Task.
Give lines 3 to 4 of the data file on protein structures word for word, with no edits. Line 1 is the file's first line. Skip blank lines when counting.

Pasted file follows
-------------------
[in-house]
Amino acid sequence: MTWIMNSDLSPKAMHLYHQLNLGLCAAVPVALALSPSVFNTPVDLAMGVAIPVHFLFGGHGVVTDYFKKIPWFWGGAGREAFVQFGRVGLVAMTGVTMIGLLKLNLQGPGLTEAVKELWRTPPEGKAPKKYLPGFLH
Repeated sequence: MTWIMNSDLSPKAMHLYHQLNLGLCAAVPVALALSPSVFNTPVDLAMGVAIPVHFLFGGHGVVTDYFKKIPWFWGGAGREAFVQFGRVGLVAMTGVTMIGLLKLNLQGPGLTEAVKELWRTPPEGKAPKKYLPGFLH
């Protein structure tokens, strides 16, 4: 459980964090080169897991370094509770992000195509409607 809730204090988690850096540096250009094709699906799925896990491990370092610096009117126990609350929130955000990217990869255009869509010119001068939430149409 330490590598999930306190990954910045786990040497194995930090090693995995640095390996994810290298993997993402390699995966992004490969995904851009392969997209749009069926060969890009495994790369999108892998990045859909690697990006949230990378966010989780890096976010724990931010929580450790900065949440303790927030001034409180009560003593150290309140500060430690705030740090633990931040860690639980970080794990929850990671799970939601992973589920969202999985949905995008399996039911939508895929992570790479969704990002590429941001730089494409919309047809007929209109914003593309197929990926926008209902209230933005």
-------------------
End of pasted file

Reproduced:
Repeated sequence: MTWIMNSDLSPKAMHLYHQLNLGLCAAVPVALALSPSVFNTPVDLAMGVAIPVHFLFGGHGVVTDYFKKIPWFWGGAGREAFVQFGRVGLVAMTGVTMIGLLKLNLQGPGLTEAVKELWRTPPEGKAPKKYLPGFLH
């Protein structure tokens, strides 16, 4: 459980964090080169897991370094509770992000195509409607 809730204090988690850096540096250009094709699906799925896990491990370092610096009117126990609350929130955000990217990869255009869509010119001068939430149409 330490590598999930306190990954910045786990040497194995930090090693995995640095390996994810290298993997993402390699995966992004490969995904851009392969997209749009069926060969890009495994790369999108892998990045859909690697990006949230990378966010989780890096976010724990931010929580450790900065949440303790927030001034409180009560003593150290309140500060430690705030740090633990931040860690639980970080794990929850990671799970939601992973589920969202999985949905995008399996039911939508895929992570790479969704990002590429941001730089494409919309047809007929209109914003593309197929990926926008209902209230933005």